What’s so funny about so many black women wanting “white” hair? Plenty, it turns out, in Chris Rock’s surprisingly insightful documentary, “Good Hair.”
The well-known history of black people straightening their natural curls is more tragedy than comedy, rooted in the bygone belief that all things European were better than anything African. But Rock sheds new light on this old story through a poignant mix of interviews, investigation and his trademark satire.
More than a dozen famous and beautiful black women sit for Rock’s camera, ranging from the sage Maya Angelou to video vixen Melyssa Ford to an interior designer with a skin disease that has left her proudly bald. Their testimony illuminates today’s reality: Black women who straighten their hair are not ashamed of their heritage — like women the world over, they just want to work with what they have.
Men don’t escape Rock’s scrutiny, either, as the notoriously permed Rev. Al Sharpton and Ice-T are called to account. Sharpton recalls his mentor James Brown buying him his first ’do before they met with President Ronald Reagan, and Ice-T describes going to high school with his hair in curlers — the bigger the better. Other men sport a variety of eye-catching styles, such as the “shag” — picture a puffy mullet.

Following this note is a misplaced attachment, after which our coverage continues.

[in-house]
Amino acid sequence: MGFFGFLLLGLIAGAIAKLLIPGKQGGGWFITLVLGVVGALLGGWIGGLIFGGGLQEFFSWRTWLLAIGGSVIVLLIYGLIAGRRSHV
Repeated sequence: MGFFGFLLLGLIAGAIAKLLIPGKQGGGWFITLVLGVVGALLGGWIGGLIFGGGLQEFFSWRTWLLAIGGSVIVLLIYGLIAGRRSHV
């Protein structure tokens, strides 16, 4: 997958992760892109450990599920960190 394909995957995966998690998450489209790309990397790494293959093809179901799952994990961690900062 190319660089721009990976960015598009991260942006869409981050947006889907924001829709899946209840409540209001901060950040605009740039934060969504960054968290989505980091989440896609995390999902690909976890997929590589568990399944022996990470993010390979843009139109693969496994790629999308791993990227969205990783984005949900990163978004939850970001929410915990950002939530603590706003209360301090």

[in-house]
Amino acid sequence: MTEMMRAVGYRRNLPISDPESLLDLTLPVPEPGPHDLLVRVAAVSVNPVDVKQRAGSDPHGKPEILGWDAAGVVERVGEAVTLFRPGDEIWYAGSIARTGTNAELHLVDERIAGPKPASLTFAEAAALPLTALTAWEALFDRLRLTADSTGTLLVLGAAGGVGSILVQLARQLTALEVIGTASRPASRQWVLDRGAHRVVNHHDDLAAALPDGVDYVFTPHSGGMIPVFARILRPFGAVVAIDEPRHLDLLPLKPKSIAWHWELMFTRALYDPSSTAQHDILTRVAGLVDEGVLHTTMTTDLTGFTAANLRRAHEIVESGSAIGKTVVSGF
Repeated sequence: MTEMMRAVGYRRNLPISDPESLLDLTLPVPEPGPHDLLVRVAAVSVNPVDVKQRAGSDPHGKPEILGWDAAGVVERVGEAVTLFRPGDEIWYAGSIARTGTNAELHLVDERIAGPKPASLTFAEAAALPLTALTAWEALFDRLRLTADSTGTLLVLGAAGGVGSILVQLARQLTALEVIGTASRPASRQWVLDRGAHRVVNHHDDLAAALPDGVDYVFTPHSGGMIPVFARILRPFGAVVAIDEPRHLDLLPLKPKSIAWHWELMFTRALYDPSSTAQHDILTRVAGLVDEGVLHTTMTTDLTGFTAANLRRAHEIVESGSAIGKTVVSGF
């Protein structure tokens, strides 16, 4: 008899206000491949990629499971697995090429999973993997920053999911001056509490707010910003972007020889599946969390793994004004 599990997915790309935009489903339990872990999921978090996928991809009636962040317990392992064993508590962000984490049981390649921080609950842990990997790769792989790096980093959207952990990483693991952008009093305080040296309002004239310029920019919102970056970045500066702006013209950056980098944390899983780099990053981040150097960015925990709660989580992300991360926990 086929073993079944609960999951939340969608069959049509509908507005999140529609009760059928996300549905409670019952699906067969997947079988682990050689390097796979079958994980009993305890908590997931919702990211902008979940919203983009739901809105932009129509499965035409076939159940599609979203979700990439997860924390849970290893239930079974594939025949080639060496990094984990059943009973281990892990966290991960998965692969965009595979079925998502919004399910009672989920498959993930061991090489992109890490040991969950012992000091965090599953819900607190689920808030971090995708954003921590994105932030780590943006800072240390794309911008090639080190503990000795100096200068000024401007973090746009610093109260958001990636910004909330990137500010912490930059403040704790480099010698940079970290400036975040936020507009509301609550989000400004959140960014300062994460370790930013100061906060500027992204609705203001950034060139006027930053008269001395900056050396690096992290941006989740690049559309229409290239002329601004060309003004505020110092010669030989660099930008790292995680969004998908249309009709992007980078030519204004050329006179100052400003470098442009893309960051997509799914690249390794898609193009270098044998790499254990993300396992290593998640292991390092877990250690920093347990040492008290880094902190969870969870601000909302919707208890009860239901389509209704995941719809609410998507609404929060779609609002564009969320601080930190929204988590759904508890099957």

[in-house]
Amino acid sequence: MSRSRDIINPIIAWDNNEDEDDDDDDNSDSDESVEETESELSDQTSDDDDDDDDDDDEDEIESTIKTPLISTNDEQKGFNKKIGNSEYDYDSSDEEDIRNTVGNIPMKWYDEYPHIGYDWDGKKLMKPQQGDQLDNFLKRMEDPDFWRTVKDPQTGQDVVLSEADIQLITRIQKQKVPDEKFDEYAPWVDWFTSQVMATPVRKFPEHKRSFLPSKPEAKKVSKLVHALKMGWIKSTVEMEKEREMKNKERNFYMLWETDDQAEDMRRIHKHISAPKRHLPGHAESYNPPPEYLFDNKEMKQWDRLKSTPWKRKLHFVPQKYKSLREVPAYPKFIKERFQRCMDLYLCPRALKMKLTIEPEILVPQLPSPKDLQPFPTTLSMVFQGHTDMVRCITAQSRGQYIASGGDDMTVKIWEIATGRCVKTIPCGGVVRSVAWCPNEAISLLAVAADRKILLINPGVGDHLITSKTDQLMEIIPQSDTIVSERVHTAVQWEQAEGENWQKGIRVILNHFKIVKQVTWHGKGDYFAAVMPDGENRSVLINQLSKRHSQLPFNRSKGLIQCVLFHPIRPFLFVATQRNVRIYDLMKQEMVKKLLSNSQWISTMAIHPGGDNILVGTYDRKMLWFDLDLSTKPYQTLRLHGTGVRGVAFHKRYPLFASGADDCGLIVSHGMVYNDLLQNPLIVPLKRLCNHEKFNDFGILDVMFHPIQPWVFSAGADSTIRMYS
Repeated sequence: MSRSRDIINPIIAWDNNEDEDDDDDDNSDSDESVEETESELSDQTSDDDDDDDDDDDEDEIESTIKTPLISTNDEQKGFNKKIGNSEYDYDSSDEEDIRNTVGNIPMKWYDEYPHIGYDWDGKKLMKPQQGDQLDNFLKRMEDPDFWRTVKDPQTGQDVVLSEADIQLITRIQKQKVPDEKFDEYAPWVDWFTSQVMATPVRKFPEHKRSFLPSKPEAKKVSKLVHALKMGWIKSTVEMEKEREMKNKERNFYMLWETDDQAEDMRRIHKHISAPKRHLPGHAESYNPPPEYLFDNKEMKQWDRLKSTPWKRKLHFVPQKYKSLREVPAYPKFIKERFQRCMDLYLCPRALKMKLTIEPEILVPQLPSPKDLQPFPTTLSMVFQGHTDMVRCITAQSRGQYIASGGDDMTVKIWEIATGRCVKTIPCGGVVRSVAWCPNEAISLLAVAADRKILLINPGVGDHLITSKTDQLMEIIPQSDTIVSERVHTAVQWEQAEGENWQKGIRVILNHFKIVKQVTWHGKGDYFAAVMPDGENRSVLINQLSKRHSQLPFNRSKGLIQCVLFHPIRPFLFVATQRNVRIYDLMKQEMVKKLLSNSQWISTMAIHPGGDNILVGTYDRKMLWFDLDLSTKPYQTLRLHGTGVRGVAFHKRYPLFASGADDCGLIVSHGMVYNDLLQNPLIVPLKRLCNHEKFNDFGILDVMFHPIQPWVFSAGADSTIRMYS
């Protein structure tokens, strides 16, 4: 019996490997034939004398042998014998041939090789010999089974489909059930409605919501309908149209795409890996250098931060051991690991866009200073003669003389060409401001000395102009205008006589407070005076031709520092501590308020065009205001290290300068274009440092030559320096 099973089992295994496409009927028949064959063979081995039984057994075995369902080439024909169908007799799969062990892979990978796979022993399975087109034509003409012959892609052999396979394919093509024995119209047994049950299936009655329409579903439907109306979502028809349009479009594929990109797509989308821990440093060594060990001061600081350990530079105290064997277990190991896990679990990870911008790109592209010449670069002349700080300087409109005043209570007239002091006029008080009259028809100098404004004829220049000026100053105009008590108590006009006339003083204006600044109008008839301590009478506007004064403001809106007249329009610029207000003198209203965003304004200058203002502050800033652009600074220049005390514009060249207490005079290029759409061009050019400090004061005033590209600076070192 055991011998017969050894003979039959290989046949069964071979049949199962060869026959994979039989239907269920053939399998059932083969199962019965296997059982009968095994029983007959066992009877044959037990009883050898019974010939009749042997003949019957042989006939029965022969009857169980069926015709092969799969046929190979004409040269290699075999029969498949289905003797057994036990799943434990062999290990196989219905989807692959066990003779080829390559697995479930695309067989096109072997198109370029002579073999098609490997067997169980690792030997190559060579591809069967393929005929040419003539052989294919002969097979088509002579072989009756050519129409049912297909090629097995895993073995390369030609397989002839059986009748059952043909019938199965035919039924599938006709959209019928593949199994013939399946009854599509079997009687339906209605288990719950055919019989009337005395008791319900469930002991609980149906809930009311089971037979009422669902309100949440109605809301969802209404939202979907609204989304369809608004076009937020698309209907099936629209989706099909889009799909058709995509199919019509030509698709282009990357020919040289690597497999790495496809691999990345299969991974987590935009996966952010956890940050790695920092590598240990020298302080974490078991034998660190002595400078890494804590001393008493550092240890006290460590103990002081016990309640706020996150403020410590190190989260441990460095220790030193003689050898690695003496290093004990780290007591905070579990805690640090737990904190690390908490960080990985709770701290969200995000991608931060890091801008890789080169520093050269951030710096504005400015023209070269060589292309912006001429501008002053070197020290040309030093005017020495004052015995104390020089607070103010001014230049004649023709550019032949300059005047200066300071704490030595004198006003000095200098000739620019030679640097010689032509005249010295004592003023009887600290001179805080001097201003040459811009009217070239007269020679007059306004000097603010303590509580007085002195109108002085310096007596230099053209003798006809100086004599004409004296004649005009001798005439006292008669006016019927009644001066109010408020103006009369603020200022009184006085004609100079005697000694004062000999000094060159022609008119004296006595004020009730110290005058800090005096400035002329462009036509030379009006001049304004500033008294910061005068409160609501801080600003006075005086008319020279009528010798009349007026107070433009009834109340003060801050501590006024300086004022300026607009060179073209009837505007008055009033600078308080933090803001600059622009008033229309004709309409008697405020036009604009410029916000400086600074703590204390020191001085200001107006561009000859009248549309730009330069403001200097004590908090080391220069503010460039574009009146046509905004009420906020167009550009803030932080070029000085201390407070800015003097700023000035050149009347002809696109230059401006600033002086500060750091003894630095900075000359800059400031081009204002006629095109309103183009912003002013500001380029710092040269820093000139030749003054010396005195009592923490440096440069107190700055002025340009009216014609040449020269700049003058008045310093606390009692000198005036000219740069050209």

There are many scenes in beauty and barber shops across the country, where the various meanings, rules and ramifications of black hairstyles are discussed. But the best revelations come when Rock examines the sodium hydroxide relaxer that turns curly heads silky, and the origins of the shorn human hair that is “weaved” into shorter tresses to create the illusion of length and fullness.
Rock watches sodium hydroxide eat through chicken flesh and dissolve an aluminum soda can. In India, he visits a Hindu temple where women ceremonially shave their heads and a shady character who describes snipping the hair off sleeping women. In Los Angeles, Rock watches an Indian businessman with a suitcase full of bone-straight locks bargain with a black hairstylist who brags about reselling movie stars’ weaves to average Janes.
The film’s narrative is driven by the Bronner Bros. Hair Show, where top stylists create Las Vegas-style productions to compete for a $20,000 prize. The outlandish contest, which features little actual hairstyling, is a perfect metaphor for the inherent absurdity of a billion dollar industry built on metal-eating chemicals, stolen ponytails and thousand dollar-plus weaves.
This is exactly why Rock is the perfect “Good Hair” host. His ad-libbed quips and silly-serious questions put interview subjects and viewers at ease with this sometimes painful reality, keeping them laughing instead of crying. And when Rock ventures into a hair store trying to sell some kinky “black hair” to the Asian owner, his comedy cuts to the root of the issue in a way Ken Burns never could.
“Everyone want straight hair,” the owner says. “It look more natural.”